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Locked up for a good cause

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WAITING GAME: Badry talks to Mitchell about who the checks can be made out to, as he waits on enough money to be raised for his bail.
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SURPRISE: Mark Siblisk stands to get his mug shot taken to upload to Facebook while Chief of Police Michael Meeks takes a video. Siblisk was the only participant who didn't know he was going to be arrested for the fundraiser, so he said he was pretty surprised to be there.
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WANTED: Mitchell made framed "wanted" posters for the participants, which sat on tables around the cell in City Hall.
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STILL SMILING: Greg Badry, Mark Hall and Cara Dawalt sit in the City Hall cell to wait on money to be raised for their bail. Officer Mitchell said everybody has a good time with the fundraiser.

BY HEATHER COX - hcox@chronicle-tribune.com

The Peru Police Department kicked off the second JailBreak fundraiser yesterday, chasing down participants from all over the county to lock them away in their City Hall cells and wait on the money needed to get them out.

Officer Lee Mitchell took on the task of organizing the fundraiser, which included creating “Wanted” posters for the participants to go along with their made-up characters for the day of arrests. He said the police department promoted the characters on Facebook and allowed the participants to do the same, to help raise money and bail them out of jail.

Each participant had an initial $200 bond that the community could either donate toward to get them out of jail, or they could pay against the bond to keep them in longer.

Mitchell said last year the fundraiser went toward starting up the Honor Guard at the police department, after around $12,000 was raised.

This year he said the money will be split 50-50 between the Honor Guard fund and the Christmas for Kids program, which Mitchell said provides children who might not get much for Christmas with an opportunity to shop for clothes and a few toys.

They didn’t set out with a monetary goal this year, he said, but they appreciated any help they could get.

After a day full of arrests, re-arrests and bailing out of jail, Mitchell said the department was able to raise around $11,000 on hand, and anticipates around $3,000-4,000 more in IOU’s that people were waiting on from various places.

Mitchell said the fundraiser has collected a strong following and a lot of support. Throughout the day, the officers kept everyone updated on Facebook with videos of the arrests and mugshots of those who had been caught.

Mitchell said some people follow the videos and pictures and when they see a familiar face, they’ll come to City Hall to see it all in person.

“The community really seems to enjoy following these goofy videos on Facebook, so they keep up with it, people come in based on the videos and they see somebody that they know has been arrested,” he said. “and they either come in and help out or they come in and don’t help them out by putting money against them.”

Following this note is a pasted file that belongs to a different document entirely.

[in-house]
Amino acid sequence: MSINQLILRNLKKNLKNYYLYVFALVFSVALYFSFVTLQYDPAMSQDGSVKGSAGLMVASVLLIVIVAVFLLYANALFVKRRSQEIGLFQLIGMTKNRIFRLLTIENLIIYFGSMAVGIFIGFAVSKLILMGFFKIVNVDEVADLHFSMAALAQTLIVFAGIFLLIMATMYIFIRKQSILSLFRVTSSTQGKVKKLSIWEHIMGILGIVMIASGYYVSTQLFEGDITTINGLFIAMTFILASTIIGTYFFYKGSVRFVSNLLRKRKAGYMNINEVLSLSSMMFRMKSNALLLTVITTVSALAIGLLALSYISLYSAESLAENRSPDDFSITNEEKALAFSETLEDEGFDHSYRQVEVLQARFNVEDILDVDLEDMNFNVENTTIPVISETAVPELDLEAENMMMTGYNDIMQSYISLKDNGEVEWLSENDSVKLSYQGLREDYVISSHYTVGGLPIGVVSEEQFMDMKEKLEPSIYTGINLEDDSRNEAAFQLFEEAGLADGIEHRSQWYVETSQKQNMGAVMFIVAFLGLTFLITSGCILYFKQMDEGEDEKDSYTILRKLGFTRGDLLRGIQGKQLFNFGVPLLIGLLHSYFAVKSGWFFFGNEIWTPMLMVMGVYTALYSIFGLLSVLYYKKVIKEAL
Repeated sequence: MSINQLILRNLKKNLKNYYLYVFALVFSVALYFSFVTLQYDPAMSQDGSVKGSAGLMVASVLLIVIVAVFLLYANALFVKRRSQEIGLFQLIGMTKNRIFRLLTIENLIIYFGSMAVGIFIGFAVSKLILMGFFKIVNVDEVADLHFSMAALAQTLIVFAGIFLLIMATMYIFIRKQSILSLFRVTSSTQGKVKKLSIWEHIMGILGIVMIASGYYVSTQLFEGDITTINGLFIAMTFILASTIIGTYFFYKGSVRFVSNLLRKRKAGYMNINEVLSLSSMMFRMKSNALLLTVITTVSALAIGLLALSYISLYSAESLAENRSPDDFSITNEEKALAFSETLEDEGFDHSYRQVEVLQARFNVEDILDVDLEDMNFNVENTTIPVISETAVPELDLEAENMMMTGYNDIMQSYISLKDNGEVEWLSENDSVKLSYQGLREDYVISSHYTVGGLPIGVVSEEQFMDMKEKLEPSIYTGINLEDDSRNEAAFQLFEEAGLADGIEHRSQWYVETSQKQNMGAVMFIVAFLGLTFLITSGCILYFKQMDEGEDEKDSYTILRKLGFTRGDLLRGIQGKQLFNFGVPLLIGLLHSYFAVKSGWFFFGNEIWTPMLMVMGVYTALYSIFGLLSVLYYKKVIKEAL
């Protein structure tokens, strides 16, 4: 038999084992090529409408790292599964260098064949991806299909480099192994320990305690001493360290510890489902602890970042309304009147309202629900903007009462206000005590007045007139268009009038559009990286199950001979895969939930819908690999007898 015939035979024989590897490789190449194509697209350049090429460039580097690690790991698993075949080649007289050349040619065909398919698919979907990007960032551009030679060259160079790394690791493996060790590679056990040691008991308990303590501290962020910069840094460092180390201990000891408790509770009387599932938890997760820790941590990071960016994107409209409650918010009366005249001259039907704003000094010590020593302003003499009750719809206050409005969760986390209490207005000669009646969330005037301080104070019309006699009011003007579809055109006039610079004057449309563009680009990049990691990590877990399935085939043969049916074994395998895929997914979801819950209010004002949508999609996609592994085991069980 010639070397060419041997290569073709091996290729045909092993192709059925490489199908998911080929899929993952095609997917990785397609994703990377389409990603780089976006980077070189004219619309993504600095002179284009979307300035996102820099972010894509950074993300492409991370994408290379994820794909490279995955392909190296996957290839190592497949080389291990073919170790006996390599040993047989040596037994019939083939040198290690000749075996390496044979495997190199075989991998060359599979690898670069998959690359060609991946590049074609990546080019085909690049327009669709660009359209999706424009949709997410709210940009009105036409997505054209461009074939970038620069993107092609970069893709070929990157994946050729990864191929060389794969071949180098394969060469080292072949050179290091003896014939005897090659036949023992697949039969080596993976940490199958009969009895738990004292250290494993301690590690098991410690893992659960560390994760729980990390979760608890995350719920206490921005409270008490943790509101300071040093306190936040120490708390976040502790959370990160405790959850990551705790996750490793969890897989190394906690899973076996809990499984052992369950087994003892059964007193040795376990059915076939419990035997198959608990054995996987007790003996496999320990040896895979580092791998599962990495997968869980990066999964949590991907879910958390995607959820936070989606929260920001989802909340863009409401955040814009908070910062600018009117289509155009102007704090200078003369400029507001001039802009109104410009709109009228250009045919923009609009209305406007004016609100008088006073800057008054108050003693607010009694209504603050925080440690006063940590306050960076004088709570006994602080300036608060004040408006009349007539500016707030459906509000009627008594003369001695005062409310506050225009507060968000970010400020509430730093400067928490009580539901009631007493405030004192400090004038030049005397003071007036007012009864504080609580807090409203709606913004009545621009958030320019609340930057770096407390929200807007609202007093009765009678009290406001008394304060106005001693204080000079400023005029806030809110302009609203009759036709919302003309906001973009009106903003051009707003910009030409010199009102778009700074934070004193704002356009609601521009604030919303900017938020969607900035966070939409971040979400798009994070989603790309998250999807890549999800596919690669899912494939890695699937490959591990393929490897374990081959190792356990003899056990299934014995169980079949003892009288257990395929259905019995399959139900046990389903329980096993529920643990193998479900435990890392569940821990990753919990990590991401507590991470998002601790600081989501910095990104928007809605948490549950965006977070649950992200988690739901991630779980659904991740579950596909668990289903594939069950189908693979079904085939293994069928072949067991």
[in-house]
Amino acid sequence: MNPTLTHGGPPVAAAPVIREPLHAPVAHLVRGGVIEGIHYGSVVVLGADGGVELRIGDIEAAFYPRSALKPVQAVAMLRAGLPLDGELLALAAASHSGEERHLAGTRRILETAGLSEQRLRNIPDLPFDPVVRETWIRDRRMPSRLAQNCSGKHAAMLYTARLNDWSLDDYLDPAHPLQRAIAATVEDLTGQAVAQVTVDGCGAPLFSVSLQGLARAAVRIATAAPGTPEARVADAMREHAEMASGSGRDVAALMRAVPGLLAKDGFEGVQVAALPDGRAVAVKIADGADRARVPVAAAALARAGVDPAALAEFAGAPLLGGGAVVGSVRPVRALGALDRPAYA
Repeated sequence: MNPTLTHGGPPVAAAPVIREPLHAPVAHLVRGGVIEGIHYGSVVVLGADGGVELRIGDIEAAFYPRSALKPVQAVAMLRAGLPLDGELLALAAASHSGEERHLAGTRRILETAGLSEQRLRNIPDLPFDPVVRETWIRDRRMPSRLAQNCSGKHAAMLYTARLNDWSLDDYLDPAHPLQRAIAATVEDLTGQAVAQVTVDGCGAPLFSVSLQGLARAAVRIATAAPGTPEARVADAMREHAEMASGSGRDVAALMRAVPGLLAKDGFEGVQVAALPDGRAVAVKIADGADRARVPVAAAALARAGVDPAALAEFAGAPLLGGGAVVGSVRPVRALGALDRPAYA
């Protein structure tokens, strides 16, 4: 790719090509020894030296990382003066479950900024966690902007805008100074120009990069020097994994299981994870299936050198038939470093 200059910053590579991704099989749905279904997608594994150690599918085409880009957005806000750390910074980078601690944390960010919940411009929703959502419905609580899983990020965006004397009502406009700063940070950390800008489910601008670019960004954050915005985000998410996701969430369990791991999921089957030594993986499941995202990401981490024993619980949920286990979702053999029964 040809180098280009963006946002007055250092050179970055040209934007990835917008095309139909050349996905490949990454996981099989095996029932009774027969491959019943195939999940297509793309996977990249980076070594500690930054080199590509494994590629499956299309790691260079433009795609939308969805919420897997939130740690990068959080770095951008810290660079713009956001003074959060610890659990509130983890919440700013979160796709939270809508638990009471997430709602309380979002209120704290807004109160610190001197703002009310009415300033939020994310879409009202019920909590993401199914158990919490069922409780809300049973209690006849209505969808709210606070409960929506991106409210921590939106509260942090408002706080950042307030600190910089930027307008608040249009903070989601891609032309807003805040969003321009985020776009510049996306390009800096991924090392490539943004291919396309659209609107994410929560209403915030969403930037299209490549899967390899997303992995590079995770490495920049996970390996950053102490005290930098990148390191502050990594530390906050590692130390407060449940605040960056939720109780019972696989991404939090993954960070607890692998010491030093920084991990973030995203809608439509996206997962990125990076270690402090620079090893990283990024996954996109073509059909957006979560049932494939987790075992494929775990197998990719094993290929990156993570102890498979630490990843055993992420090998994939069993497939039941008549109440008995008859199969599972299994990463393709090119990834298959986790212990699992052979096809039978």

Early in the morning, Cara Dawalt, Greg Badry, Mark Hall and Pepper Foreman were already sitting in the cell waiting to be bailed out. In the words of Hall, they were all “first time offenders,” except for Dawalt who had been arrested the year before.

“I can’t seem to stay out of trouble,” she said with a laugh.

While most of the participants signed up ahead of time and awaited their time of arrest, one participant got a bit of a surprise when a couple of police officers showed up.

Unbeknown to Mark Siblisk, Mitchell said Siblisk’s family had set him up to be the “mystery person” for the fundraiser, so he ended up being the only participant who didn’t know what was coming and had to start raising money for his bond from scratch.

Hall said he decided to participate this year because the Christmas for Kids program is important to him and he also wanted to be able to help support the Honor Guard. Badry echoed that and said it’s all a good cause that he wanted to be a part of.

Dawalt said she had been arrested at 8:30 a.m. and after being there for about an hour, she had collected $85 and was hopeful to reach the $200 soon and be on her way.

“We’ve had a wonderful response, we’ve had a really good time with the characters obviously and the videos. Lee Mitchell has gone above and beyond with this fundraiser,” she said.

With the second year under their belt, Mitchell said the fundraiser has started to become a bit of a tradition for Peru.

“We weren’t really sure we were going to do it again after last year and then people immediately after last year were saying ‘I’d love to do it next year,’” he said. “We kept getting more and more interest so we waited a year and we’re here again.”

By the end of it all, Mitchell said about 40 people had participated in the fundraiser, some of which weren’t able to be there the day of, so they were “arrested” prior to the eventful day.

Looking forward, Mitchell said he can’t say with 100 percent certainty that they’ll do the fundraiser again next year, but he expects that they will. He said everyone had a great time and some are already talking about amping up their characters and scenes for next year.

Mitchell said the department appreciates everyone’s support and participation.